February R&D Round Up

E-mail Melanie Martella

This month's examples of clever and useful sensor research includes smart paint to monitor structures, an implantable medical sensor that uses music to recharge, and a robot to remove stomach cancers.

Smart Paint
You know, over the years we've seen a lot of very, very interesting technologies developed to try to make assessing the health of a structure both easier and more comprehensive. Dr. Mohamed Saafi and Dave McGahon of the University of Strathclyde's Dept. of Civil Engineering have developed a smart paint that combines fly ash (cheap) and aligned carbon nanotubes. Attach electrodes and couple them to a wireless sensor network and you get a system that can sense motion of the painted surface and therefore provide warning of microcracks in the underlying structure. As the article "Smart paint could revolutionise structural safety" explains, the paint can withstand harsh environments and doesn't require special expertise to apply. I can't wait to hear how the paint (and monitoring system) perform when subjected to a real-world test. I'm a huge fan of technologies that help the people monitoring civil structures to get better, more reliable data, especially if it also makes their lives easier.

Implantable Sensor Feels the Beat
This next story just amuses me because it combines something very useful-an implantable pressure sensor-with a little bit of puckish genius because the vibrating cantilever that forms the sensor is made of a piezoelectric material and so can generate energy (and thus send measurement data and recharge the device) when subjected to acoustic waves in the appropriate frequency range. The puckish bit comes in because, rather than using a boring single note of the required frequency, the Purdue University researchers behind this device thought it'd be more interesting to use music to do so. Apparently rap works best because of its "strong bass component." To learn more about the sensor/energy harvester/inspired piece of engineering read, "Rap music powers rhythmic action of medical sensor."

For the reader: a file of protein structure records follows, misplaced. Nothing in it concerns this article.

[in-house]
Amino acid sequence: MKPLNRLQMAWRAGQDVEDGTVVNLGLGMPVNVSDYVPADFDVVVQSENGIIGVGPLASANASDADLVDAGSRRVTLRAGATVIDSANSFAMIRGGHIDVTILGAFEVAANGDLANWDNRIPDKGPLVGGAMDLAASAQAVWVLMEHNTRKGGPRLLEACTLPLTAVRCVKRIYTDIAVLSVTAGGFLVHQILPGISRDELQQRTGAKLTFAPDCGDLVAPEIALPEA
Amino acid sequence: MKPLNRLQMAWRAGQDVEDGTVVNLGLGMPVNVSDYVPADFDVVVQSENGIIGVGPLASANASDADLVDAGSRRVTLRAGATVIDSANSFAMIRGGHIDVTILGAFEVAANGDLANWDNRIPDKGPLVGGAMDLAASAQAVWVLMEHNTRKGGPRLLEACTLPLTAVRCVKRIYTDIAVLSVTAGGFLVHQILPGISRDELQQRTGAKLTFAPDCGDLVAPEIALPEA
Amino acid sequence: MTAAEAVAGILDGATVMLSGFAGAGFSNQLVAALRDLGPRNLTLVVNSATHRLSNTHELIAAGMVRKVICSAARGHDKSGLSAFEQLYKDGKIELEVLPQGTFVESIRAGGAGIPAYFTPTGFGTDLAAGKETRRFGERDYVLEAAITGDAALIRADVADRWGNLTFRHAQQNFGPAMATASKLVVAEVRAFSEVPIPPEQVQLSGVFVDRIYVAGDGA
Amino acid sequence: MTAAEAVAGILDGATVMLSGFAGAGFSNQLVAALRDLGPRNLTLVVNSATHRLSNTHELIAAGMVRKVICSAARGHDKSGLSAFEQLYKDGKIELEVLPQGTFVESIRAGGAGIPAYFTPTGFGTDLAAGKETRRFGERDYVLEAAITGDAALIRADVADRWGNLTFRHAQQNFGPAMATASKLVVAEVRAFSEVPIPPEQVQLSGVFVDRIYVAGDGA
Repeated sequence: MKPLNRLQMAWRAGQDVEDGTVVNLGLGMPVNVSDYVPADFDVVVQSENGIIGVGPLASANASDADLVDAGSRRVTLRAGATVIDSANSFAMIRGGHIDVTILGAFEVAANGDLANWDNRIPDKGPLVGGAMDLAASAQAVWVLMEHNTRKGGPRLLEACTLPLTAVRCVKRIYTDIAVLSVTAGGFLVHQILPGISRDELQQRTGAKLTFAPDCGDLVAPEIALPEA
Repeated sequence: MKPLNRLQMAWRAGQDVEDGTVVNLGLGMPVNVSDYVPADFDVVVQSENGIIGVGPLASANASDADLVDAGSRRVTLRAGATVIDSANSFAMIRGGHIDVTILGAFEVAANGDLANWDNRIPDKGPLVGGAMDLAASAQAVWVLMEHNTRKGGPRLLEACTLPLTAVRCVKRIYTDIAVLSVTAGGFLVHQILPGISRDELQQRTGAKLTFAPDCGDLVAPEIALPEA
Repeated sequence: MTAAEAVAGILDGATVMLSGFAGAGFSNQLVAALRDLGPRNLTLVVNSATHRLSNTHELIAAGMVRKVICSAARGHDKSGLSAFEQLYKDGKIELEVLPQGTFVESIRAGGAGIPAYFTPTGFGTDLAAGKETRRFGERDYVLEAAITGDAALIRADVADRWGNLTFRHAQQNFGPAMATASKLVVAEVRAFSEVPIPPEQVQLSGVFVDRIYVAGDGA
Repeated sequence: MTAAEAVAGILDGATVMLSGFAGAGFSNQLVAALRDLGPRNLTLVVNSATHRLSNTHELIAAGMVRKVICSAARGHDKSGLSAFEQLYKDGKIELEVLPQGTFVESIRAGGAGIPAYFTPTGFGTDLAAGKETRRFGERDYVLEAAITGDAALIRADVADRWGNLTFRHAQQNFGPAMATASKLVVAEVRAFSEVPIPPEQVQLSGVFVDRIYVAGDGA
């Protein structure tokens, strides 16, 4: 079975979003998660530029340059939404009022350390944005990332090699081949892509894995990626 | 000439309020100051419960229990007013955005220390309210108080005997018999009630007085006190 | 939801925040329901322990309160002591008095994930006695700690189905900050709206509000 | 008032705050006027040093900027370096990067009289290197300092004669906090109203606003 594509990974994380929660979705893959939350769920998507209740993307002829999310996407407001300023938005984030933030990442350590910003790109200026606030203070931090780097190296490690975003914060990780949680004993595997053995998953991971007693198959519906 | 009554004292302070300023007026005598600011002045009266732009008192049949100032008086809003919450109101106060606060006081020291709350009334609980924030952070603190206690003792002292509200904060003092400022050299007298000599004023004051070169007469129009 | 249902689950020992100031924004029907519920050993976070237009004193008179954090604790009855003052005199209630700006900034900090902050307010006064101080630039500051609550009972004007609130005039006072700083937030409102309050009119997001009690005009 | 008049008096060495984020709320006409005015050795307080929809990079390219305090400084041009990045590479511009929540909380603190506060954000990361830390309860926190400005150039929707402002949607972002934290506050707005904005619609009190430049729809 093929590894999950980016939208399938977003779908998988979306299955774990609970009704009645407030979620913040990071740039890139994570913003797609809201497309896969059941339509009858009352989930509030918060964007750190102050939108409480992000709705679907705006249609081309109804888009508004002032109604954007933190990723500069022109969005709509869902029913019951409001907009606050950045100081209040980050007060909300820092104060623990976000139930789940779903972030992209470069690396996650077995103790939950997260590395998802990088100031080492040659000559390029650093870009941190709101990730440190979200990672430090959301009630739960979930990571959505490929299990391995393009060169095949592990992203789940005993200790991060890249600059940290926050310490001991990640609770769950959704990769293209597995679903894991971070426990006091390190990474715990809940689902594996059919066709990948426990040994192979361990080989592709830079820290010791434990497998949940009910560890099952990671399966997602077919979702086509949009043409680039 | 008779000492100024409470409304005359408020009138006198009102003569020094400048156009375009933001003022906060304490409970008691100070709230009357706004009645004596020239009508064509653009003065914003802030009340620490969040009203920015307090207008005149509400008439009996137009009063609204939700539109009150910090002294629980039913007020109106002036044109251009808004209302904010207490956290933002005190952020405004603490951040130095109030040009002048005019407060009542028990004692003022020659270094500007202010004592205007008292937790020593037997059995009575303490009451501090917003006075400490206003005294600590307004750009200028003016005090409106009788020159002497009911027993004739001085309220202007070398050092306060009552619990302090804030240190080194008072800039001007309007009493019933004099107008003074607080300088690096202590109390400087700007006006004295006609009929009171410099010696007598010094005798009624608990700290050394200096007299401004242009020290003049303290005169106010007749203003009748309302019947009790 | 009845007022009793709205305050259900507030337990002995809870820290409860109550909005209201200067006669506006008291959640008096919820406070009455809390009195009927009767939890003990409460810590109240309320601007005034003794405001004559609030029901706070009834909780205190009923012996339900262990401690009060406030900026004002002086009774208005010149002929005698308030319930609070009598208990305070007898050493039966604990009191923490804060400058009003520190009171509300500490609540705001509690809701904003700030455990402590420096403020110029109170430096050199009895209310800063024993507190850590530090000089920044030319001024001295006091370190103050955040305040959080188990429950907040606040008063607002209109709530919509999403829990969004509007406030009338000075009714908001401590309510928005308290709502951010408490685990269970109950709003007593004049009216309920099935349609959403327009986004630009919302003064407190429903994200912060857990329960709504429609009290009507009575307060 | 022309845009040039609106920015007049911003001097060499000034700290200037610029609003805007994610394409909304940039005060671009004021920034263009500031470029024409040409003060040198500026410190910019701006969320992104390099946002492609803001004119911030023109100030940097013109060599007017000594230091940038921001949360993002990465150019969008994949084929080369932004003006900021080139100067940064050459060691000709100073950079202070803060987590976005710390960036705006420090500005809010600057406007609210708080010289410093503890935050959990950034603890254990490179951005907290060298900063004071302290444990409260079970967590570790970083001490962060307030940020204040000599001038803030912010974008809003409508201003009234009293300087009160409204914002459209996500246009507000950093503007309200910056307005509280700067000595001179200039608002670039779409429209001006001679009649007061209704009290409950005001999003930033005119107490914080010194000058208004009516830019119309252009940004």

A Robotic Cancer Extractor
I can't decide whether to be impressed, a little freaked out, or both by the news that doctors and a mechanical engineer from Singapore's National University Hospital and Nanyang Technological Institute, respectively have together developed a crab-inspired robot that travels down your throat and into your gut to remove any cancerous tumors therein. On the one hand, anything that reduces the need for invasive surgery is a benefit for the patients. On the other hand, something about that mental image of a robot trekking down your throat makes me think of Neo horking up his feeding tube during the movie The Matrix. I wish the PhysOrg.com article, "Engineer builds robot based on crab to remove stomach cancers" had more technical detail, because it's a beautiful piece of engineering and enables some very fancy surgical work in a challenging area of the body.